How can we make our efforts more environmentally friendly?
Even from the confines of our home, there are so many ways to make more environmentally friendly decisions and lifestyle choices. Rethinking your cooking routine to involve more batch cooking can help reduce food waste, and even something as simple as cutting out cling film, which is one of the most commonly used contributors to plastic waste in the UK, can reduce your negative impact on the environment.
More effort can also be made when it comes to how we shop – the fact that 3 out of 5 fast fashion items end up in a landfill doesn’t have to mean you abandon online shopping altogether. Your online shopping escapades can be made more sustainable by supporting small, local businesses, or by buying upcycled, refurbished and vintage items.
Top 5 most common meals to throw away and how we can make them more environmentally friendly
Throwing away a small amount of food each day may not seem like a lot at the time, but when it is added all together the amount is staggering. Swapping meat meals for plant-based versions doesn’t have to mean compromising on tastiness, and along with controlling food waste it’s a simple way to be more environmentally friendly.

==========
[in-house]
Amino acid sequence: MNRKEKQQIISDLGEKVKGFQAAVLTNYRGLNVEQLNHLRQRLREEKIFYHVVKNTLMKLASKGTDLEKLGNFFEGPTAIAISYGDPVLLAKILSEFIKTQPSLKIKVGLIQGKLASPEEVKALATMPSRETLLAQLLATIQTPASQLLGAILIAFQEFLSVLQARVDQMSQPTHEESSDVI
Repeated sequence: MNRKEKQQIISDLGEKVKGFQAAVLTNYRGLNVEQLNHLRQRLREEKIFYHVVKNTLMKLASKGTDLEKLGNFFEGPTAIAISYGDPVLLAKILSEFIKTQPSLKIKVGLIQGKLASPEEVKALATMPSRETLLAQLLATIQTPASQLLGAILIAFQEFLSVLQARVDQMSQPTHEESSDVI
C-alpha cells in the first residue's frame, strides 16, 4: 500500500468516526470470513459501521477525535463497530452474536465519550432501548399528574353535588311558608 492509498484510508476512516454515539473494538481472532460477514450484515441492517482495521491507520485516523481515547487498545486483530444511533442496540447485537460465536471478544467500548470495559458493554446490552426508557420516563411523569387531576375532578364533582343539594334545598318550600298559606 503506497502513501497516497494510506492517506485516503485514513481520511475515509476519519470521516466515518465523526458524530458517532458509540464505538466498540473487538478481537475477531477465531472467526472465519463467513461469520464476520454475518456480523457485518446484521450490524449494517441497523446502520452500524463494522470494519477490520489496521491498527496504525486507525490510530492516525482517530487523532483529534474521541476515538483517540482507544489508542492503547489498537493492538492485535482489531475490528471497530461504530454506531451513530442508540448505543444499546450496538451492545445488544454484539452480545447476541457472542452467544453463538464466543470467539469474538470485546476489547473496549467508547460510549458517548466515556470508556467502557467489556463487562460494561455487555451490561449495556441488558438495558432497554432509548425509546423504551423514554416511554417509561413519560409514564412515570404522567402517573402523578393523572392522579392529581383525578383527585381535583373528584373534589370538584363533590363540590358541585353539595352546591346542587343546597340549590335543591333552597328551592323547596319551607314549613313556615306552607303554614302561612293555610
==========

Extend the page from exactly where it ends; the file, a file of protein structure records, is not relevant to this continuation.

- Roast dinner – the traditional meat-based roast dinner can be replaced with a number of plant-based alternatives. Gone are the days of having to resort to a nut roast if they don’t take your fancy, as all the key supermarkets are offering a range of fuss-free meat replacement products that just need to be heated up in the oven such as meat-free chicken style joints made from soya or steak alternatives made from seitan.